If we can get through the last of the Pundit Primaries, the actual Republican voters can get on with the business of choosing the man to liberate America from Barack Obama. But the path to presidential power is strewn with little rocks who imagine they're mighty boulders.
The "debates" — it's an insult to the memory of Abraham Lincoln and Stephen Douglas to call them "debates" — are actually only occasions for television moderators to parse, preen and demonstrate how little actual wit and learning you need to pretend to have knowledge of public affairs. The "debates," with their emphasis on the unimportant, have taken the selection process away from the party without actually shaping either the race or the candidates.
The flickering television screen, which is all about illusion, is thus allowed to define what passes for reality. The candidates get their 15 minutes of fame, which isn't much, but it's all most of these worthies will ever see of presidential fame.
The television talking heads who parse the answers to their questions then decide who the winners and losers are. The candidates and their handlers retire to the Spin Room at the end of the "debate" to tell their version of who won and who lost. We've gone through 17 "debates" so far, and so far the voter has not had anything to say about what's actually on his mind. All he knows is what the pundits, pollsters and spinners tell him about what he's thinking.
The only actual winner so far is Barack Obama, from the perch in the catbird seat reserved for incumbents. He has set out his campaign theme unmolested, wheeling the big artillery pieces into position for the coming class war between "us" and "them." This is the kind of campaign we've never before had in America, setting the "rich" against the "poor," but it's the only way Mr. Obama can hope to win, and after that execute the grand scheme for making America an irreversible welfare state - Greece, Italy and Upper Slobbovia on the Potomac. The politics of resentment has never worked here, and maybe it won't this time. But Mr. Obama intends to give it the old college try.
It's a strategy of breathtaking cynicism. Mr. Obama is the favorite son of Wall Street, the love object of "the 1 percent" and the big-bucks contributors to his campaign. The Republican pretenders have let Mr. Obama get away with it, consumed as they are with trading barbs and jabs with each other, as if auditioning for a stand-up gig on Comedy Central. Fluff and trivia is all the talking heads can deal with without bringing on a migraine.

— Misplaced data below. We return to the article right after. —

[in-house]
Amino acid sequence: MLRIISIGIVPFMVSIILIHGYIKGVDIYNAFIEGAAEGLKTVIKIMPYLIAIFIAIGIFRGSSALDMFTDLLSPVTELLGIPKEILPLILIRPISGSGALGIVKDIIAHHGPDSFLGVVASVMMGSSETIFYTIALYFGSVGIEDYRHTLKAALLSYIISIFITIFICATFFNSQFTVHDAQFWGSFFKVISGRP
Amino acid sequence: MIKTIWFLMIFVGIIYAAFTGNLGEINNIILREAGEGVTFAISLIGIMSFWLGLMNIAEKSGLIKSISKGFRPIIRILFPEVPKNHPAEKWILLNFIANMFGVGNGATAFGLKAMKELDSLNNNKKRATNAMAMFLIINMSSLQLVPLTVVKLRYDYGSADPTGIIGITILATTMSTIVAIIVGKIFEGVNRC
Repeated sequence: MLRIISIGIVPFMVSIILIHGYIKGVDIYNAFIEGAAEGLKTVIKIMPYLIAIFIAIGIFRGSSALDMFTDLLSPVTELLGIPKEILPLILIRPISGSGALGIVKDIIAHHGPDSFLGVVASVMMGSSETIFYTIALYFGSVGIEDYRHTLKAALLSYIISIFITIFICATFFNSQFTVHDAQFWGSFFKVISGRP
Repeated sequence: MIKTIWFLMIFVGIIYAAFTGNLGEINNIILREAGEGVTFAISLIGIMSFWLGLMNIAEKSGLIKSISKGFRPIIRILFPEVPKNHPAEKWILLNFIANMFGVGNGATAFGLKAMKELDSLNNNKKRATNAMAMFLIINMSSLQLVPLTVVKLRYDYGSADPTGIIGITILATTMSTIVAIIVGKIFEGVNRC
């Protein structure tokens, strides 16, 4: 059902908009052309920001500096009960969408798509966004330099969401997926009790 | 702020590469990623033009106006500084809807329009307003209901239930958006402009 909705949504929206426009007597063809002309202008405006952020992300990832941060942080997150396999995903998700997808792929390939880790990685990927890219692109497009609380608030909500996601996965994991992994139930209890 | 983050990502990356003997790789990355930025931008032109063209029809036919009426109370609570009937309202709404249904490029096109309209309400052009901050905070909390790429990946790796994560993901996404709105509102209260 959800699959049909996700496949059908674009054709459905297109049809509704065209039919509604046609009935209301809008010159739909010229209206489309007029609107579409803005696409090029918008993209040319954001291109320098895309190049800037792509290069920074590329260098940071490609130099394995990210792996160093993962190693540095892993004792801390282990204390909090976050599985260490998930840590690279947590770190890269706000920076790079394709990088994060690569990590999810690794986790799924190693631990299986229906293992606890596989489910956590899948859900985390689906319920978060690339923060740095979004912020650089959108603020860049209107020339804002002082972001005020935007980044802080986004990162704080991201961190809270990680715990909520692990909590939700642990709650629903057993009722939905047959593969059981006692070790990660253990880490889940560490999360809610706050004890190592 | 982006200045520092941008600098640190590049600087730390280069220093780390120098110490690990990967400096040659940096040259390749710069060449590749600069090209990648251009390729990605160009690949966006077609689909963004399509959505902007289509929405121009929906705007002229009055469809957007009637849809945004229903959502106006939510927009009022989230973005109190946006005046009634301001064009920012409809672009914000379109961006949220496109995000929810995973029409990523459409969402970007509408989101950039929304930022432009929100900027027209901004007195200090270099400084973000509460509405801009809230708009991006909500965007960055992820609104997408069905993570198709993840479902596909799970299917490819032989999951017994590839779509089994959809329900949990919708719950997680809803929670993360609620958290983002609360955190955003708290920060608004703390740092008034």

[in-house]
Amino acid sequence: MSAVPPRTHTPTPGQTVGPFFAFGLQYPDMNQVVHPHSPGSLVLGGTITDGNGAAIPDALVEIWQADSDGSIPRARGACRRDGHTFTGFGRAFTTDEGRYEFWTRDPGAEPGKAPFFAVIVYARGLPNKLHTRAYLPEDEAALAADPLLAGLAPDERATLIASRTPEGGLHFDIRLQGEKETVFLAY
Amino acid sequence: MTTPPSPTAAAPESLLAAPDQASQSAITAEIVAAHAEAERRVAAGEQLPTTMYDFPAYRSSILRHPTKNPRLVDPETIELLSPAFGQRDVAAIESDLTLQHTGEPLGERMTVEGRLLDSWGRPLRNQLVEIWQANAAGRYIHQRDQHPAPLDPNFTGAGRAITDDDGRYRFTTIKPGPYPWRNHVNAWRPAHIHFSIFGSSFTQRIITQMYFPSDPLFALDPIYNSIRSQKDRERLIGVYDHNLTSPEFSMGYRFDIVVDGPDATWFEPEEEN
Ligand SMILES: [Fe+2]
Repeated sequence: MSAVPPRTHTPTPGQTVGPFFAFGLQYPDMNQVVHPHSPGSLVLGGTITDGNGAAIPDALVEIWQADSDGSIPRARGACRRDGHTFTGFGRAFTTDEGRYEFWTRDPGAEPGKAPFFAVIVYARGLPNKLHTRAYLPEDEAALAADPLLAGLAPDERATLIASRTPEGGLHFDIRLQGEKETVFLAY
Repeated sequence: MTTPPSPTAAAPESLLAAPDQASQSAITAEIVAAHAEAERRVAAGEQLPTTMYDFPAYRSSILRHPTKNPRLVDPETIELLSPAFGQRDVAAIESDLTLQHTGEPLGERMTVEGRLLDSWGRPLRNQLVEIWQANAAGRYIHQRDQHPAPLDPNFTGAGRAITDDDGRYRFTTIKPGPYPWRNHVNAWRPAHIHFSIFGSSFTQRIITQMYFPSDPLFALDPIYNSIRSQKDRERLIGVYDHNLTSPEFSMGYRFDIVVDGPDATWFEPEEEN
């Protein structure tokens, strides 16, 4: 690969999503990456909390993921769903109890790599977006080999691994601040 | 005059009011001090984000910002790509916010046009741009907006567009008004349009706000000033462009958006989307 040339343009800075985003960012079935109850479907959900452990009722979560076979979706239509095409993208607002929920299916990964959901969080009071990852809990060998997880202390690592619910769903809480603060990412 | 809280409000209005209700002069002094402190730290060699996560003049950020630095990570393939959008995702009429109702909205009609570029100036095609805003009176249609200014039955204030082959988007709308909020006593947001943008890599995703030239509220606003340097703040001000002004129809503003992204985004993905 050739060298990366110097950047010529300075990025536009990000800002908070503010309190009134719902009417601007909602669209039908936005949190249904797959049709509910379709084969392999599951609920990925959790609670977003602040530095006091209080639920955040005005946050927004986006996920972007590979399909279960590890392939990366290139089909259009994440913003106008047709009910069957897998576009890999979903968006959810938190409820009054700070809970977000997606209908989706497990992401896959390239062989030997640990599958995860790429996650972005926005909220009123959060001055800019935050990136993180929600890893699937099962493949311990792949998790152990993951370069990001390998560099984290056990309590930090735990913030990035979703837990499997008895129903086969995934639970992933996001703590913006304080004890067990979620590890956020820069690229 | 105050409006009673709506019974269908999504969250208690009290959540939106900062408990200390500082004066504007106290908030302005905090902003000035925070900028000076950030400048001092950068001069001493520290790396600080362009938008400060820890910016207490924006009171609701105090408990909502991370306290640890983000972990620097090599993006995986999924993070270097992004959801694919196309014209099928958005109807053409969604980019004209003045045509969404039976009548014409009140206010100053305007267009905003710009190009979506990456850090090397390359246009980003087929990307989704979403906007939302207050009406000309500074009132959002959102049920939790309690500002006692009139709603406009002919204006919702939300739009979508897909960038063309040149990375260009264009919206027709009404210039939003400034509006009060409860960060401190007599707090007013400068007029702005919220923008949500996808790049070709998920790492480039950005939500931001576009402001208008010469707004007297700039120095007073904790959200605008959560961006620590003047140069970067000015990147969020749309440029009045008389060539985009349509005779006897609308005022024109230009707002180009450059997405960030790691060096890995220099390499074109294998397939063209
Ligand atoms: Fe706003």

One press account of the most recent debate concluded that Newt Gingrich dominated the evening by keeping his ego in check, breathlessly reporting that he winked twice at someone in the audience "as if to signal 'no worries.' " Two winks a victory makes. But the media highlight of the evening was Mitt Romney's playful offer to bet Rick Perry $10,000 that he hadn't written anything in his campaign book, "No Apologies," endorsing the individual mandate in Obamacare. An inspection of Page 177 of Mr. Romney's book revealed that he would have won the bet. But the offer was important only because it gave everyone the opportunity to tut-tut Mr. Romney for being so rich that he could afford to risk $10,000. The shame - the shame! - of a candidate for president of the United States actually having ten grand in the bank when all about him are men, women and little bitty children trying to scrape up enough to buy a Big Mac.
Neither the candidates nor press and tube have done anything to make the Pundit Primary serious and consequential. The top-waters of the media — so bereft of weight and consequence that they can't sink — don't know how to get serious and pursue fluff and trifles because fluff, gaffes and trifles and are what they can understand.
Mr. Obama says "it doesn't really matter who the nominee is gonna be," so pleased is he with his wonderful self. He may be right, but not necessarily for the reasons he imagines. "Anybody but Obama" has led the prospective ticket in several public-opinion polls. Not good Obama news. But the Republicans themselves speak for the first time in Iowa on Jan. 3, and then in quick succession come New Hampshire, South Carolina and Florida. Then, and only then, we'll see who's on top, and who's not.
• Wesley Pruden is editor emeritus of The Washington Times.
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